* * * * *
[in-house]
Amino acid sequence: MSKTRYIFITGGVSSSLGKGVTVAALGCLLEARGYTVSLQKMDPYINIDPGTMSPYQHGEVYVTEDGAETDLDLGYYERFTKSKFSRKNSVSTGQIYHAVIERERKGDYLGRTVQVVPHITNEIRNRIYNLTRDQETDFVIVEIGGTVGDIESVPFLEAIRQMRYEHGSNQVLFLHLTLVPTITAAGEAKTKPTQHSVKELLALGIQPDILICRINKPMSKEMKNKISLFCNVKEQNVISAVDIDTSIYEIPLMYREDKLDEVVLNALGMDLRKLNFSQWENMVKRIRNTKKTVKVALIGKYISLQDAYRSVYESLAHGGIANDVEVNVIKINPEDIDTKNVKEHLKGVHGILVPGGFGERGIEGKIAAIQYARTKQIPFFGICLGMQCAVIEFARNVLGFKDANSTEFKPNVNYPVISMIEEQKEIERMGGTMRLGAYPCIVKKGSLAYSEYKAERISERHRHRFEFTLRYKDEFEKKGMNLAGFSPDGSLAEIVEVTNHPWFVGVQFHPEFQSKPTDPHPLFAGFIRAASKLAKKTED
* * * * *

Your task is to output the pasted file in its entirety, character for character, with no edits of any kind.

[in-house]
Amino acid sequence: MSKTRYIFITGGVSSSLGKGVTVAALGCLLEARGYTVSLQKMDPYINIDPGTMSPYQHGEVYVTEDGAETDLDLGYYERFTKSKFSRKNSVSTGQIYHAVIERERKGDYLGRTVQVVPHITNEIRNRIYNLTRDQETDFVIVEIGGTVGDIESVPFLEAIRQMRYEHGSNQVLFLHLTLVPTITAAGEAKTKPTQHSVKELLALGIQPDILICRINKPMSKEMKNKISLFCNVKEQNVISAVDIDTSIYEIPLMYREDKLDEVVLNALGMDLRKLNFSQWENMVKRIRNTKKTVKVALIGKYISLQDAYRSVYESLAHGGIANDVEVNVIKINPEDIDTKNVKEHLKGVHGILVPGGFGERGIEGKIAAIQYARTKQIPFFGICLGMQCAVIEFARNVLGFKDANSTEFKPNVNYPVISMIEEQKEIERMGGTMRLGAYPCIVKKGSLAYSEYKAERISERHRHRFEFTLRYKDEFEKKGMNLAGFSPDGSLAEIVEVTNHPWFVGVQFHPEFQSKPTDPHPLFAGFIRAASKLAKKTED